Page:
Many students simply do not know how to study and succeed so helping them to develop a positive focus and healthy study habits can enable them to develop deep learning habits. This is why it is important for the teacher not to see these habits as intrinsic characteristics of a student, such as laziness or arrogance. As Biggs (1999) reminds us, it is not what the student does, or is that is important, but what the teacher does.
Research by Trigwell and Prosser into the relationship between the way teachers taught and the way students learn (1999) found that teacher-focused approaches to teaching, such as lectures and other more didactic approaches promoted surface learning, whereas student-centred approaches to teaching, such as active learning, promoted and taught deep learning. Many other researchers have found similar evidence for how to promote deep learning and this is one of the reasons why higher education pedagogy now focuses so much on encouraging student-centred, active learning approaches.
This table shows what teachers can do to promote deep learning and avoid surface learning:
|Deep Learning||Surface Learning|
|Showing personal interest in and enthusiasm for the subject||Conveying disinterest or a casual or negative attitude to the material|
|Bringing out underlying structures, using time to focus on threshold concepts and how knowledge relates to them in the discipline||Overloading course with knowledge and presenting it so it can be perceived as a series of unrelated facts and ideas|
|Engaging students in active learning, trying out disciplinary approaches with opportunities to make mistakes and allow for correction of misconceptions||Allowing student to be passive. Assuming student’s presence indicates participation and learning. Not creating opportunities for formative feedback|
|Using assessments that require the type of higher knowledge skills (analysis, synthesis, evaluation) characteristic of the field and/or which relate to real life applications of knowledge.||Assessing for independent facts or rewarding rote learning (short answers and exams)|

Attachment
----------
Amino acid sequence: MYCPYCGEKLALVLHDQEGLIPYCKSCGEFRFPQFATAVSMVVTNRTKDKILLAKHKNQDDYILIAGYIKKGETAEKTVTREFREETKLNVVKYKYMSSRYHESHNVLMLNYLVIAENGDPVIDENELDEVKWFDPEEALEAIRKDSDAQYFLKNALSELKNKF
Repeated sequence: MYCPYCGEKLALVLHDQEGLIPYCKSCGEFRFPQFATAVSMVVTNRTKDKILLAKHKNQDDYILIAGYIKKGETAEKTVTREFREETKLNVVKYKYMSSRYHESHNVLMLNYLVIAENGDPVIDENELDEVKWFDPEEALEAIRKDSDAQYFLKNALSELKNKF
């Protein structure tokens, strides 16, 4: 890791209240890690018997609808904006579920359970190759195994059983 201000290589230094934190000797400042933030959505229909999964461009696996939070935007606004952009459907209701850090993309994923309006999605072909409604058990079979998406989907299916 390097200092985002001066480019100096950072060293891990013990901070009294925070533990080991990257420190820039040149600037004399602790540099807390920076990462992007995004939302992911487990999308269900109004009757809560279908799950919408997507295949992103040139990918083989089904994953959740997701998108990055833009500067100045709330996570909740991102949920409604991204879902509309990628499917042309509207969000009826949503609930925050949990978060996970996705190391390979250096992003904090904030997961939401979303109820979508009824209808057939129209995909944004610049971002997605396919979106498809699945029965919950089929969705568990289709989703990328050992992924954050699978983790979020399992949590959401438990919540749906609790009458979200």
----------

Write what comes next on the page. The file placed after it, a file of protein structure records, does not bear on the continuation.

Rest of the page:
|Time spent on relating new material to what students already know and understand||Rushing to cover too much material and leaving no time for questions or examples|
|Allowing students to make mistakes and helping them to develop self-regulation through rewarding appropriate effort||Creating anxiety through harsh criticism or excessive workload that is not designed to develop skills and confidence.|
|Teaching students academic and disciplinary skills alongside and integrated into the knowledge.||Over reliance on transmission of knowledge and assumption of existing academic and disciplinary skills|
|Utilising constructive alignment to design courses to ensure consistent and transparent expectations of learning, teaching and assessment.||Lack of pedagogical design to ensure the student journey is clear and well-signposted and the outcomes are aligned with teaching and assessment.|
Some university teachers express the view that students today expect to be ‘spoon fed’, suggesting that they are not prepared to put in the study time or effort into learning. The tables above (and the research they draw upon) strongly suggest that getting the students to be more actively engaged, i.e. taking more responsibility for their learning and doing more to learn, encourages the development of deep learning habits. If you design your courses this way, you ensure that you never work harder than your students.
For John Biggs, one of the first people to think about student approaches to learning, the idea of 'deep' and 'surface' learning is intrinsically linked to the entire teaching, learning and assessment process and his theory of 'constructive alignment'. This series of videos helps to contextualise deep and surface learning and provides examples of how this is applied to teaching and assessment.
Teaching teaching and understanding understanding 1/3
Teaching teaching and understanding understanding 2/3
Teaching teaching and understanding understanding 3/3
Biggs, J. (1999). Teaching for Quality Learning at University. SHRE and Open University Press.
Entwistle , N. (1988). Styles of Learning and Teaching, David Fulton.
Ramsden, P. (1992). Learning to Teach in Higher Education, Routledge.
Trigwell, K., Prosser, M., and Waterhouse, F. (1999). Relations between teachers' approaches to teaching and students' approaches to learning. Higher Education 37: 57 70.
This work is licensed under a Creative Commons Attribution 4.0 International License.